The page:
Rishi Sunak slams Nicola Sturgeon and claims ‘separatism is in retreat’ in Tory conference speech

The UK Prime Minister delivered a keynote speech at the Conservative party conference, where he attacked the former Scottish First Minister and praised the strength of the Union.

Sunak takes aim at Sturgeon’s legacy

Rishi Sunak, the UK Prime Minister, took aim at Nicola Sturgeon, the former Scottish First Minister, during his speech at the Conservative party conference in Birmingham. He claimed that the “forces of separatism are in retreat across our country” and that Sturgeon wanted to “go down in the history books as the woman who broke up our country”.

Sunak said that Sturgeon’s legacy may be tarnished by “very different reasons”, referring to the ongoing inquiry into her handling of sexual harassment allegations against her predecessor, Alex Salmond. He accused her of “failing to deliver on education, health and justice” and of “dividing our country with her obsession with independence”.

Sunak praises the Union as a ‘family of nations’

Sunak also praised the Union as a “remarkable combination of four nations with a proud history” and said that it was “the strongest it has been in a quarter of a century”. He cited the UK’s successful vaccination programme, its hosting of the COP26 climate summit, and its global leadership on trade and security as examples of the benefits of being part of the Union.

rishi sunak nicola sturgeon tory conference speech

He said that the UK was “undoubtedly the world’s most successful political union” and that it had “enormous confidence in our future”. He thanked his Scottish colleagues for “holding those independence crusaders to account” and said that he was determined to “smash” the nationalists at the next general election.

Sunak confirms cancellation of HS2 project

Sunak also confirmed that he was cancelling the rest of the HS2 project, following days of speculation. He said that the high-speed rail project was “a colossal waste of money” and that it would have “devastated our countryside and communities”. He said that he would instead invest in “better transport links across the whole country”, including in Scotland, Wales and Northern Ireland.

He said that he was committed to “levelling up” every part of the UK and to creating “a fairer, greener and more prosperous society”. He said that he would announce more details of his spending plans in his autumn budget later this month.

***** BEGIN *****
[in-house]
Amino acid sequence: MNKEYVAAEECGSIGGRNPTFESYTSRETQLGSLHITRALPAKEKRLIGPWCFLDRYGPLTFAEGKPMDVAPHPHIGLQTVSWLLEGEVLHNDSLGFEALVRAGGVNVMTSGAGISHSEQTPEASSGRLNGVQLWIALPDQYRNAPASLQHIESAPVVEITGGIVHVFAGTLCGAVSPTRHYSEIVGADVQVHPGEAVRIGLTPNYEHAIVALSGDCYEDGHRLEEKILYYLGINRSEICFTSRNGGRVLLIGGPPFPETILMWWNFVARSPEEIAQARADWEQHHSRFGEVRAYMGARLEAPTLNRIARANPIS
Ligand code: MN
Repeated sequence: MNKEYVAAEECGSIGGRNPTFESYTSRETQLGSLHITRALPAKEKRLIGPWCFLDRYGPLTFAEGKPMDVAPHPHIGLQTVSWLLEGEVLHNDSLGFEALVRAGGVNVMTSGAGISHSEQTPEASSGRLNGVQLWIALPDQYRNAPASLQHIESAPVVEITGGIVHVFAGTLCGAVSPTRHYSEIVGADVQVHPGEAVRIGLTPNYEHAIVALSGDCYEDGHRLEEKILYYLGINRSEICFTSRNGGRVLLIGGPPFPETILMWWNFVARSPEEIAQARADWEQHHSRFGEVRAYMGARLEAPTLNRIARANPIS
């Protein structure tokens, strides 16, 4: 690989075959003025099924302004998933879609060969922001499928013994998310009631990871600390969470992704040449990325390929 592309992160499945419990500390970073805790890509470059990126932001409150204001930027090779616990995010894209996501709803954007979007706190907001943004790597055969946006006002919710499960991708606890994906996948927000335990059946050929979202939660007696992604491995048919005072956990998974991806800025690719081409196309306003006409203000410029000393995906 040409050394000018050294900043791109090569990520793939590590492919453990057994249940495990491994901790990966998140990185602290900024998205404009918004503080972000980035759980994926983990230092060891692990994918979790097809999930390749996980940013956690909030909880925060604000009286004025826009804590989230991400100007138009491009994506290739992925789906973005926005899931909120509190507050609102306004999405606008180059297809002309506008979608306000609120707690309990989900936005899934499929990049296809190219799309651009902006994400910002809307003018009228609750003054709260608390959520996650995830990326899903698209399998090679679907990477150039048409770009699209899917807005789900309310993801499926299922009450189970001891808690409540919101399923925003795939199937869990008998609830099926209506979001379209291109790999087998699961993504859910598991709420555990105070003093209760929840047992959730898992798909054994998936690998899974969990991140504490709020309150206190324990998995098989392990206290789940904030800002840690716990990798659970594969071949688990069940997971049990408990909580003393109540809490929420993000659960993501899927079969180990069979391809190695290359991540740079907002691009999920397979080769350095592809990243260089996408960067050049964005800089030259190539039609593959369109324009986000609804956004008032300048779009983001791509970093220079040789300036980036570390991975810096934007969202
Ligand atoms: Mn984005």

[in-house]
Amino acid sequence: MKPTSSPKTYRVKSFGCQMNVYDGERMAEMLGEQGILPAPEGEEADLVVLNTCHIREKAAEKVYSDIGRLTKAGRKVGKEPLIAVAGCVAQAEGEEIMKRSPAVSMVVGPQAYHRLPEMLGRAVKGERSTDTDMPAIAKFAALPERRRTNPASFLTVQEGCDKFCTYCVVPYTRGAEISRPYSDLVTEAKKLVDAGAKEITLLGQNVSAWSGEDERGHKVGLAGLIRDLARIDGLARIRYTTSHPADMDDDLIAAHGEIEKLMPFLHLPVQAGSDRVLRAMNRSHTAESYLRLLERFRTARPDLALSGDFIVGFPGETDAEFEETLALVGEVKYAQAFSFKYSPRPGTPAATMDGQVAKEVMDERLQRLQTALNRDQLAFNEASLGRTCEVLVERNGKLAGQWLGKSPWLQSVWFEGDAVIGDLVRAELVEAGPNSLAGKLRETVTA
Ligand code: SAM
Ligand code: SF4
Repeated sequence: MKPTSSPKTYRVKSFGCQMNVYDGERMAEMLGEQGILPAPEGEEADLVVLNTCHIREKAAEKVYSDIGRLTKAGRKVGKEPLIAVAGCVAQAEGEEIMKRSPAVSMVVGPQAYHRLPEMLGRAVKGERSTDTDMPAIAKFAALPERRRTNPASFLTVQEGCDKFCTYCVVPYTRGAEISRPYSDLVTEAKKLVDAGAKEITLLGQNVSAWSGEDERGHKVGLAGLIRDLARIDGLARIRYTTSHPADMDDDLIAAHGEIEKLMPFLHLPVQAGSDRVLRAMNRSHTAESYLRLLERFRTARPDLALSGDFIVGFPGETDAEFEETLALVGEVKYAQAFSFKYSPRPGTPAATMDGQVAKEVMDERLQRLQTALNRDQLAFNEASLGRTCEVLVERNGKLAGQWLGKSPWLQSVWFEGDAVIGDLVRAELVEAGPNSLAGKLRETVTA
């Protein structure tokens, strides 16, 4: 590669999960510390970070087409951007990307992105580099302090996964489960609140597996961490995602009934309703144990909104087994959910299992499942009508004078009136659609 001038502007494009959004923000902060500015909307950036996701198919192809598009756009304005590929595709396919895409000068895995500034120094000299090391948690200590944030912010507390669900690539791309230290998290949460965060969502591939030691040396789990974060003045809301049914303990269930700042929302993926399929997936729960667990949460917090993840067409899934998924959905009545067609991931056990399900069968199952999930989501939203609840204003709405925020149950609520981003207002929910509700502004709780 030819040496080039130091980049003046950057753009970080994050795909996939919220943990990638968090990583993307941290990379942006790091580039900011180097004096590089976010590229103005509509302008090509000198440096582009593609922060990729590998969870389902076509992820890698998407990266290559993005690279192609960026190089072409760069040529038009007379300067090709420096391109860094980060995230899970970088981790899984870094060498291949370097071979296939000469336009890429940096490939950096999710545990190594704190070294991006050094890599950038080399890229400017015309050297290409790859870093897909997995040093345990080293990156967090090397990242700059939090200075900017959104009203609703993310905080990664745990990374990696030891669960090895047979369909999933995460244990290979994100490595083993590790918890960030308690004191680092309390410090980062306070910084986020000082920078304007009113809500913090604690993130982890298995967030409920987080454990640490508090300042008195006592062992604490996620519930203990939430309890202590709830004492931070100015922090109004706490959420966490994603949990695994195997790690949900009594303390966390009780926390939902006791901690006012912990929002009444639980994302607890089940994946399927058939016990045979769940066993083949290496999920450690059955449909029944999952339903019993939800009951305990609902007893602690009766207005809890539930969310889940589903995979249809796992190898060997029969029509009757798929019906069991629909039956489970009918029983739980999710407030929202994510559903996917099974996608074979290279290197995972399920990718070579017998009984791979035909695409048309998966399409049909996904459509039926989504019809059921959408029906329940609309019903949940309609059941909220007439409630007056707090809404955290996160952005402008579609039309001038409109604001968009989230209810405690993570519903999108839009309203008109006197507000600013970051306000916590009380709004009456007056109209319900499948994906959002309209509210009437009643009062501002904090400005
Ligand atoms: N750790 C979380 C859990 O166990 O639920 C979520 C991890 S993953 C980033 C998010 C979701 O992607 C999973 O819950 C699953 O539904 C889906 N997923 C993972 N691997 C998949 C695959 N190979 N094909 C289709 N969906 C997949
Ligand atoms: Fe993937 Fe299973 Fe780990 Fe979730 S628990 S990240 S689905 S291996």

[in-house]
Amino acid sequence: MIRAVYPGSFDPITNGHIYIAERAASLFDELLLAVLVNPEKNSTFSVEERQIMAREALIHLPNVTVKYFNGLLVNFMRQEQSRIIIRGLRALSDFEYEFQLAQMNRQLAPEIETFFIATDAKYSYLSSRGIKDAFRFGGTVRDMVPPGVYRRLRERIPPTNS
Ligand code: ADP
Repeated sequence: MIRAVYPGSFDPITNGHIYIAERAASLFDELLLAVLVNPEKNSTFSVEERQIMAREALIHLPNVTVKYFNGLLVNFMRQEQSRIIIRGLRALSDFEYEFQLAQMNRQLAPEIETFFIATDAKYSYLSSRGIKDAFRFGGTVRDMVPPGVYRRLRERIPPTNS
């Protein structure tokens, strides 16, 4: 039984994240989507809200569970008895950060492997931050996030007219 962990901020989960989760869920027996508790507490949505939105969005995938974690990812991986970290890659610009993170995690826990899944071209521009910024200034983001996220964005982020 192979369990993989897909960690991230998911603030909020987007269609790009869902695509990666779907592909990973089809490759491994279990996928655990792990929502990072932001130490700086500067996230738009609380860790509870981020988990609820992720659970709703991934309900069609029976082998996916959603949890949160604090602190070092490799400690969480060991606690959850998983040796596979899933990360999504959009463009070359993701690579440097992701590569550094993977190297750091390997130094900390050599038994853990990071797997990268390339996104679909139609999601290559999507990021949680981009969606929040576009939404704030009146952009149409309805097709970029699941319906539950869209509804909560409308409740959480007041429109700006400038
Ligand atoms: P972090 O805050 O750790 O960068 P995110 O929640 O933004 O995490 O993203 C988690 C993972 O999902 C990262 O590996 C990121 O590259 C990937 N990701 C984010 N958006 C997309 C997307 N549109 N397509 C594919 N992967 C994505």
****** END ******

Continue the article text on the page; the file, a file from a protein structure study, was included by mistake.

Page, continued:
Sunak faces criticism from SNP and Labour

Sunak’s speech was met with criticism from the SNP and Labour, who accused him of being out of touch with Scotland and of damaging the economy with his policies. An SNP spokesman said that Sunak had “some brass neck to pretend he knows or cares about Scotland’s interests” and that he had “dragged Scotland out of the EU with a Brexit we didn’t vote for”.

The SNP spokesman also said that Sunak had “undermined Scotland’s net zero ambitions” and had “forced Scottish households to pay the price for his disastrous economic mismanagement”. He said that Sunak’s speech was “a mortifying attempt to distract from the truth that we all know; that the Tories are finished, and no number of snide remarks or grandstanding comments can save them now”.

The Labour leader, Keir Starmer, also attacked Sunak for his handling of the pandemic, saying that he had “failed to protect jobs, businesses and livelihoods”. He said that Sunak had “cut universal credit, frozen public sector pay and hiked taxes on working people”. He said that Sunak was “not fit to lead this country” and that Labour had “a better plan for Britain”.

What will happen next?

Sunak’s speech has set the tone for his upcoming budget, where he is expected to announce more measures to boost the economy and tackle climate change. However, he may also face more challenges from his own party, as some Tory MPs are unhappy with his tax rises and spending cuts. He may also face more pressure from Scotland, as the SNP is pushing for another independence referendum. The question is: can Sunak deliver on his promises and keep the Union together?

By Ishan Crawford

Prior to the position, Ishan was senior vice president, strategy & development for Cumbernauld-media Company since April 2013. He joined the Company in 2004 and has served in several corporate developments, business development and strategic planning roles for three chief executives. During that time, he helped transform the Company from a traditional U.S. media conglomerate into a global digital subscription service, unified by the journalism and brand of Cumbernauld-media.

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